Programming for children and teens with autism spectrum disorder
For Immediate Release
CHICAGO — Those who understand the unique sensitivities of young people with autism spectrum disorder, now the second most commonly diagnosed serious developmental disability, know that ordinary library programming guides are not up to the task of effectively serving these library users. Barbara Klipper, author of the new book “Programming for Children and Teens with Autism Spectrum Disorder,” published by ALA Editions, has presented at conferences and trained librarians from around the country in autism awareness, and the grant-funded Sensory Storytime programming she developed at The Ferguson Library in Stamford, Connecticut is a model for reaching children with autism spectrum disorder. Her complete programming guide, ideal for audiences ranging from preschool through school-age children, teens, and families:
- provides background information on the disorder to help librarians understand how to program for this special audience;
- features step-by-step programs from librarians across the country, adaptable for both public and school library settings;
- suggests methods for securing funding and establishing partnerships with community organizations;
- includes a list of additional resources that will prove valuable to librarians and parents/caregivers alike.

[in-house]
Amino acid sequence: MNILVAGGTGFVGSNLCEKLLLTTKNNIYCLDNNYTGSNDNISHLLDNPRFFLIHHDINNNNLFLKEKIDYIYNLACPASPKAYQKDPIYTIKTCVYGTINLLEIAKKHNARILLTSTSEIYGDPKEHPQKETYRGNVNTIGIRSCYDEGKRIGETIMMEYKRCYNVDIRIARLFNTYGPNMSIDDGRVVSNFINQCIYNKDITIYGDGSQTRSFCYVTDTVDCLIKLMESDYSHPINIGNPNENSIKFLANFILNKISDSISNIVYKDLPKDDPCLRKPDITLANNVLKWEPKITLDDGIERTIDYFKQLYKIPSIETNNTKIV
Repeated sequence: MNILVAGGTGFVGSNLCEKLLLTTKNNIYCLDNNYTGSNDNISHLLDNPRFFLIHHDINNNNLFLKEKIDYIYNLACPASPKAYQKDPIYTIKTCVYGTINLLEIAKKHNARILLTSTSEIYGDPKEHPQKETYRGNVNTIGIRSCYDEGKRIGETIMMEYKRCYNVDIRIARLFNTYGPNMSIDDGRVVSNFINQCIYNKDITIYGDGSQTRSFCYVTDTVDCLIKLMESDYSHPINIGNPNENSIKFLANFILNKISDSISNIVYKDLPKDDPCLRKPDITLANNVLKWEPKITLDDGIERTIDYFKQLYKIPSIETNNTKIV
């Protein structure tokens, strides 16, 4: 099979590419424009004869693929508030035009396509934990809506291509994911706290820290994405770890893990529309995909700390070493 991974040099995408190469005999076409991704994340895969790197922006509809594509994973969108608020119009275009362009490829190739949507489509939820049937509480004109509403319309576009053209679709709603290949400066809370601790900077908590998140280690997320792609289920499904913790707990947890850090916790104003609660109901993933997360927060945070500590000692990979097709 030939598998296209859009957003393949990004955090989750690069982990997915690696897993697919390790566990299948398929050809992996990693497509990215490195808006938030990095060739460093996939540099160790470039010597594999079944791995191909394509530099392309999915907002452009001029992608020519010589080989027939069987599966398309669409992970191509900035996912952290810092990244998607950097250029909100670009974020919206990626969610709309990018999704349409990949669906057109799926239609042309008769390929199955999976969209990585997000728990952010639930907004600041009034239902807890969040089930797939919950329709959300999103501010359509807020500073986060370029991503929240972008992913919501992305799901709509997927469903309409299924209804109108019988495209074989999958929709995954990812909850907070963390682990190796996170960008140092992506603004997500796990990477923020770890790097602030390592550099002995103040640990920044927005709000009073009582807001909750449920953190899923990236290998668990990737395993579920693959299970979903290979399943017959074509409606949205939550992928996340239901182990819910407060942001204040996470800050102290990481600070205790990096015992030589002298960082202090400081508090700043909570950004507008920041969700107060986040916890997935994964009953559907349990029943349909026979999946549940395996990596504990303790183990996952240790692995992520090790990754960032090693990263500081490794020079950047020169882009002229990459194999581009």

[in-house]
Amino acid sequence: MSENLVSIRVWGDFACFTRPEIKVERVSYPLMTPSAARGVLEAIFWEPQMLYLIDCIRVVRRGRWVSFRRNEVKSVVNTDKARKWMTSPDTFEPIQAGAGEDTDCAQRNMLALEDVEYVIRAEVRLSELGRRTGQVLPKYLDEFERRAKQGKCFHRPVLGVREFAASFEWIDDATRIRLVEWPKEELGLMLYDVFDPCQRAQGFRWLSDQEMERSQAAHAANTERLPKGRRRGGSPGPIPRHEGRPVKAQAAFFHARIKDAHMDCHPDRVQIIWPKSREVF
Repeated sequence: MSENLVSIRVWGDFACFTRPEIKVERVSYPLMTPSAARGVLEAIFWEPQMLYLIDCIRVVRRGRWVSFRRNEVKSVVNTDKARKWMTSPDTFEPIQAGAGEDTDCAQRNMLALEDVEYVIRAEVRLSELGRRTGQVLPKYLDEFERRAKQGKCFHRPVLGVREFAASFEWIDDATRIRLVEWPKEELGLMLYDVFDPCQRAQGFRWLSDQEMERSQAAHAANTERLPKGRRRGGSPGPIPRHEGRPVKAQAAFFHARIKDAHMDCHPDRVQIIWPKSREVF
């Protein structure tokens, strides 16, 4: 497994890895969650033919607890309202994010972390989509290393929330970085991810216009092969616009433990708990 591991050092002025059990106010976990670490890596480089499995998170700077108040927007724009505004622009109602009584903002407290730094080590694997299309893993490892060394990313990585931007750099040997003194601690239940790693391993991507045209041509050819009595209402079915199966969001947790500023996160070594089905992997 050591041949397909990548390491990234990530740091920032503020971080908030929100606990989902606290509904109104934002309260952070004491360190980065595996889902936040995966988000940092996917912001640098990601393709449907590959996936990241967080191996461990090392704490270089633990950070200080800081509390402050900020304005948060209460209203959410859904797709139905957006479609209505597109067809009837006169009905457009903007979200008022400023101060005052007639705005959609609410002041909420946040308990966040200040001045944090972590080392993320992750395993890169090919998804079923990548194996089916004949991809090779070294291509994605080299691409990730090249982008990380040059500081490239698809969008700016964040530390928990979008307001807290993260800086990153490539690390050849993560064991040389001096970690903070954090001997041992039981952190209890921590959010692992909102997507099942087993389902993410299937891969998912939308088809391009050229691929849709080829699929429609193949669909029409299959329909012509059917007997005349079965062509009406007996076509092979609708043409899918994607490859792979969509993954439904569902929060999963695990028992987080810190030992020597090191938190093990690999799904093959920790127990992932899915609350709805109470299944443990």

Klipper has been involved with people with autism since 1986, when the first of her two sons to have this disorder was diagnosed. She and her husband were founding parents of Giant Steps, a school for children with autism in Fairfield, Connecticut. In 2002 she was asked to develop the Special Needs Center collection for The Ferguson Library in Stamford, Connecticut, and since then she has been able to combine her interests in librarianship and service to children with disabilities. She developed The Ferguson Library’s grant-funded sensory storytime program, and she has presented at conferences and trained librarians from around the country in autism awareness and sensory storytime programming. An active member of the American Library Association, she has chaired the Library Services for Special Population Children and Their Caregivers Committee and served on the Schneider Family Book Award jury and the ALA Accessibility Assembly.